Police flee room after using stun gun on man who burst into flames, video shows
CATSKILL, N.Y. (WTEN) – New York Attorney General Letitia James on Friday released a chilling set of videos showing the moment police officers used a stun gun on an agitated man in their front lobby, after he had doused himself in hand sanitizer. The man then burst into flames, causing officers to temporarily leave the room.
The Attorney General’s Office said the footage is part of the investigation into the death of 29-year-old Jason Jones, who passed on December 15, 2021, after the encounter with police on October 30.
The AG’s Office said Jones walked into the Catskill Police Department, where he started a verbal altercation with three officers. The video does not include audio; however, officers appear to try speaking to Jones for around 30 minutes as he wanders, distressed, in and out of the frame.
“Without hearing what was said, we can’t evaluate how effective de-escalation may have been in this case,” said police training expert and former officer John Cooney of the Troy Police Department.
Later in the video, Jones is seen taking off his shirt before picking up a large jug of hand sanitizer and spraying it over his neck, head, and back. When an officer uses a stun gun in an attempt to subdue him, Jones bursts into flames.
Jones had been hospitalized since the incident until he was pronounced dead in December.
“The Taser is 50,000 volts of electricity. It’s well known, police are trained, not to use it in that circumstance. Jason predictably ignited as a result of that,” said Kevin Luibrand, the lawyer representing the Jones family. “Every single day police come into contact with people having some form of mental health episode, whether it’s on the streets or at home, and there’s ways to handle it. That’s not the way to handle it.”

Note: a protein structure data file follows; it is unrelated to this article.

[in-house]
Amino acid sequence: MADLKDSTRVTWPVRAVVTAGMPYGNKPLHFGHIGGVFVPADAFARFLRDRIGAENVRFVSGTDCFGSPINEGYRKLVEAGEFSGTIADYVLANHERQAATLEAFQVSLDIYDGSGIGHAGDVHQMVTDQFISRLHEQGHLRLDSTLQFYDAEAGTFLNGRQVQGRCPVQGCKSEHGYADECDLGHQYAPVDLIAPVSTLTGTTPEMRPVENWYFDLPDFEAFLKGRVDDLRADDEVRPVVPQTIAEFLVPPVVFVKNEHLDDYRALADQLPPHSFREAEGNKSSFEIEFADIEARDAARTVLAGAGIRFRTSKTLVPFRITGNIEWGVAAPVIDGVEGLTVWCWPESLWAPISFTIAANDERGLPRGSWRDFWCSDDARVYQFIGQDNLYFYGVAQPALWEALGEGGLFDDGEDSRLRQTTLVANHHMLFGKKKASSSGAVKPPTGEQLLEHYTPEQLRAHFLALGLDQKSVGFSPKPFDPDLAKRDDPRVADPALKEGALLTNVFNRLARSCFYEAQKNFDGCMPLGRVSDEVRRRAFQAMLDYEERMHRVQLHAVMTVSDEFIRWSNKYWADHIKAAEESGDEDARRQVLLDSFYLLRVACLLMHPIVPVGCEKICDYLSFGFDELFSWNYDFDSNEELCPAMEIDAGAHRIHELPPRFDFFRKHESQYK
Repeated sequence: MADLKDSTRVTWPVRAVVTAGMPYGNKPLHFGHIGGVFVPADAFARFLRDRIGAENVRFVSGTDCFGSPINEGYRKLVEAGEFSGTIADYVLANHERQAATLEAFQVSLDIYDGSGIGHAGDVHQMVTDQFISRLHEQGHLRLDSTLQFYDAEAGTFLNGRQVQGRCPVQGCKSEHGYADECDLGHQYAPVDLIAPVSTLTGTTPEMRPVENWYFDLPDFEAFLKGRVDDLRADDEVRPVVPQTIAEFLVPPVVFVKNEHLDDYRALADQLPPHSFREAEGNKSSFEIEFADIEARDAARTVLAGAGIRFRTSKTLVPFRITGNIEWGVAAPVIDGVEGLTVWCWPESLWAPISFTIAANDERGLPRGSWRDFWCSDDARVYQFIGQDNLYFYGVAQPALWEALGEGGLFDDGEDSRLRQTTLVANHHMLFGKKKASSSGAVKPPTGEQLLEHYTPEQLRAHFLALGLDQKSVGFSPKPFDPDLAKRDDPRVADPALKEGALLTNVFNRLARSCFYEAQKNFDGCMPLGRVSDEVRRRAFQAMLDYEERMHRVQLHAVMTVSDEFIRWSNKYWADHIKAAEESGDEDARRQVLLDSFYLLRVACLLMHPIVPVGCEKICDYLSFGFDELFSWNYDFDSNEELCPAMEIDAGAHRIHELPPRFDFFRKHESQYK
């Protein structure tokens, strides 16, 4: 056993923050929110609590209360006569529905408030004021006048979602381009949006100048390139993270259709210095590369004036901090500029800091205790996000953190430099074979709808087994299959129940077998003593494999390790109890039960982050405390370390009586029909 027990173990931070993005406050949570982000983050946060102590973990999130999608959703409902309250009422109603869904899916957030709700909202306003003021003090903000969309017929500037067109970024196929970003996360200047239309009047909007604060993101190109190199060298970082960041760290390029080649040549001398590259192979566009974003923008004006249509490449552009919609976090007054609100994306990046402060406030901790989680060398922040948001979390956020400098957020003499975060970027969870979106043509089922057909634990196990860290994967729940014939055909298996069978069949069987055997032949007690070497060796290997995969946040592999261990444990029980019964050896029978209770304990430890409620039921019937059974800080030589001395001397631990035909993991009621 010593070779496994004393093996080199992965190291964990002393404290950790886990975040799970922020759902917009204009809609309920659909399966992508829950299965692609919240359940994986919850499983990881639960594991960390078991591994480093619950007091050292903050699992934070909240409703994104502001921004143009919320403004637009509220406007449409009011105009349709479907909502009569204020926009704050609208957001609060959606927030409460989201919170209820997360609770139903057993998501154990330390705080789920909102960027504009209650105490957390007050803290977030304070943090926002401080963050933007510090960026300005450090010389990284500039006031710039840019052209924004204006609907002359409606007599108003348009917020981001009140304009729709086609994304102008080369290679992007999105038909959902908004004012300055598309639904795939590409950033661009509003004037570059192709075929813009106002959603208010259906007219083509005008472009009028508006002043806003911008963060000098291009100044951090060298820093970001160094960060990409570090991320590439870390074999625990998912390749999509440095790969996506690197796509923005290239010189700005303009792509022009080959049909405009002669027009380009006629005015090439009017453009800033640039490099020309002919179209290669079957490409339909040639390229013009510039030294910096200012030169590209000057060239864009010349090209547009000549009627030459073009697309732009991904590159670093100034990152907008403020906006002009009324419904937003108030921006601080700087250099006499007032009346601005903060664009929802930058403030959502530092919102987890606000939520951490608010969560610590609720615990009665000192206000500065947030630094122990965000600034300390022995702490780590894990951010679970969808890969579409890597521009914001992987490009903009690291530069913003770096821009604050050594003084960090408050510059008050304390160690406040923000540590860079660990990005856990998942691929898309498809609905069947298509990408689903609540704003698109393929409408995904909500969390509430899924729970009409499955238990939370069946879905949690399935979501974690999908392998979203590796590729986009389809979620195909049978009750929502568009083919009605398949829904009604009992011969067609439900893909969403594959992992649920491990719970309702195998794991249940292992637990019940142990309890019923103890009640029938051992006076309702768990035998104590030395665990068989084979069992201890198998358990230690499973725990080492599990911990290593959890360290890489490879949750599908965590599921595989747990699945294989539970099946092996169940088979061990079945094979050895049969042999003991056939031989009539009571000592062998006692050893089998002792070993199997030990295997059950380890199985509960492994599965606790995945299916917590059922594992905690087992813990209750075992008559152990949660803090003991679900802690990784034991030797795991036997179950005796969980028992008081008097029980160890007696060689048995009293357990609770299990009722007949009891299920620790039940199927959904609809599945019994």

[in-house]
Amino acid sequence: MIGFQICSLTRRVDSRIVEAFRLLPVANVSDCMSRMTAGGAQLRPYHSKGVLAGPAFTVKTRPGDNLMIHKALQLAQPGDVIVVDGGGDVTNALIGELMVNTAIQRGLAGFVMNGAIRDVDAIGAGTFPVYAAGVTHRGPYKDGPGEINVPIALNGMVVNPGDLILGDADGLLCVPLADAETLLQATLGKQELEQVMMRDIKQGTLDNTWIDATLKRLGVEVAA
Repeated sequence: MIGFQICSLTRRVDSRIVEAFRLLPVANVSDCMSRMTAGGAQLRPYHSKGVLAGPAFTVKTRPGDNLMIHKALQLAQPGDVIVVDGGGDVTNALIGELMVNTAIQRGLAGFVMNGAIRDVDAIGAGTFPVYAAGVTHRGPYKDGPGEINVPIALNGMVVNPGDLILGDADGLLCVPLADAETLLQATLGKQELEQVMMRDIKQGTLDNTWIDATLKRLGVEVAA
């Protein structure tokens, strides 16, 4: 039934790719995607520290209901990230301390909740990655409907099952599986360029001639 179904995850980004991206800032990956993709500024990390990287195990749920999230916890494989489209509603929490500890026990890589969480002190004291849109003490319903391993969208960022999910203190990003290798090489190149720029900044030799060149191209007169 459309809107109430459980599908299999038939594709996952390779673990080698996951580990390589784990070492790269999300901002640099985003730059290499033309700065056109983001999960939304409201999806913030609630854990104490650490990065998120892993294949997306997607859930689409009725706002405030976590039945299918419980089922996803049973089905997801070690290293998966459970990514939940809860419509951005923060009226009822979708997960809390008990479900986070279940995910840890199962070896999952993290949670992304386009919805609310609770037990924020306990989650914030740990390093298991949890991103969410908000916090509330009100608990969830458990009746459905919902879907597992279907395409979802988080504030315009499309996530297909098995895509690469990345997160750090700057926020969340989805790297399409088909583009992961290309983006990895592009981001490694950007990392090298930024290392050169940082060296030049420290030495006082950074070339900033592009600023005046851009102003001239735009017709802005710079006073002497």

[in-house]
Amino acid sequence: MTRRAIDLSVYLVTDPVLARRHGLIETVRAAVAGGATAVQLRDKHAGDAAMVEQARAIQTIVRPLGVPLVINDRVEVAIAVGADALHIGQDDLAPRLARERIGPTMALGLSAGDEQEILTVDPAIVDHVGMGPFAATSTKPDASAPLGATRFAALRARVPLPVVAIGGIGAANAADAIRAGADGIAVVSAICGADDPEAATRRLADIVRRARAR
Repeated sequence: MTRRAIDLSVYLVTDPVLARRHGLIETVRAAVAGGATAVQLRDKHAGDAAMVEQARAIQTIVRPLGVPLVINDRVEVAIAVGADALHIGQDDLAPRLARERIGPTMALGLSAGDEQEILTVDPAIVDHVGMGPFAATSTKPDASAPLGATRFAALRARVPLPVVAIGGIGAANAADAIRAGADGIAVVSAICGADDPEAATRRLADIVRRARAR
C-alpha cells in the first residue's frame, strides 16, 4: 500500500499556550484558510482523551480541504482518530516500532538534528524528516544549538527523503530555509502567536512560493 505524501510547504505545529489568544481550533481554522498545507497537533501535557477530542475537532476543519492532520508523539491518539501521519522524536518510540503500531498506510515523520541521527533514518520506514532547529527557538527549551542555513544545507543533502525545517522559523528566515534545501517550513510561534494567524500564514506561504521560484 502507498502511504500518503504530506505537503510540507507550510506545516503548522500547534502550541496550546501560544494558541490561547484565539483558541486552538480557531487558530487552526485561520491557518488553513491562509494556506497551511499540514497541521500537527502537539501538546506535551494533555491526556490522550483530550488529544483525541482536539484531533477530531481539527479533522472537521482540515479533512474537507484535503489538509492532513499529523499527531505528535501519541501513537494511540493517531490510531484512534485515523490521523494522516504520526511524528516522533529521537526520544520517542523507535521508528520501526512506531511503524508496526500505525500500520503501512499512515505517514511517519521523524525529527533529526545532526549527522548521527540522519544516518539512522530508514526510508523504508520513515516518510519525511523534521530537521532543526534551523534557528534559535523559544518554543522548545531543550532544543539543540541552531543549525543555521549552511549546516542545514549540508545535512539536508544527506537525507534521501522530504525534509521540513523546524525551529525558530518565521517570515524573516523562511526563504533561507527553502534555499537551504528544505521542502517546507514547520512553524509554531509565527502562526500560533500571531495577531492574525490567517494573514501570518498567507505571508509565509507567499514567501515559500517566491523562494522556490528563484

Cooney, however, disagreed and said the earlier parts of the video, which showed the beginning of the encounter, indicated Jones was reaching higher and higher levels of aggravation.
“The use of force continuum starts at a point which is basically responsive to the amount of force and the amount of aggression that we are perceiving. From the first second to the last frame of the video, we see that he’s agitated, he’s very quick with his movements. One thing I noticed specifically was a constant clenching and unclenching of his fingers into fists,” Cooney comments.
Cooney further said the situation is an unusual one not covered in traditional stun gun training.
“It’s fair to know that any flammable liquid in a close proximity, a Taser probably won’t be effective. In fact it could be very harmful to the individual. But as a rule, we’re talking about gasoline, we’re talking about natural gas environments, we’re talking about environments that are fairly common. I think it’s fair to say in most Taser trainings, we don’t talk about sanitizer as that obvious flammable liquid,” he explained to WTEN’s Mikhaela Singleton.
The full videos can be viewed on the at the attorney general’s website; however, the second video is extremely graphic and shows Jones on fire. Viewer discretion is advised. In light of this, WTEN has chosen only the air the video in parts, above.
Luibrand said one of the most distressing parts of the video for the Jones family is when officers can be seen running from Jason after he caught fire.
“Jason was unarmed. The police, rather than help him, ran out of the room, shut the door behind them, and let Jason burn,” Luibrand said.
“To immediately respond to jump on top of, to help roll over the individual, that’s a very individual decision and it’s not necessarily predicated by police procedure. The officers left what they thought was a very hazardous situation. They did respond at some point. They reassessed and then responded,” Cooney replied.
Greene County District Attorney Joseph Stanzione said his office was involved in the investigation into the case initially. He said is it the process for the Catskill Police Department to report incidents to the DA to be open and transparent.
As part of the investigation, the DA’s office was waiting on the status of Jones, with interest in interviewing him. When he died in December, the AG’s office got involved, per New York state law, regarding officer-involved deaths.
The release of the evidence follows NY Attorney General Letitia James’ directive that videos obtained by her office in the course of investigations conducted by the Office of Special Investigation (OSI) be released to the public in order to increase transparency. The AG’s said its choice to publicize the video is not an indication of the guilt or innocence of any party involved.
OSI looks into every incident where a police officer may have caused a person’s death.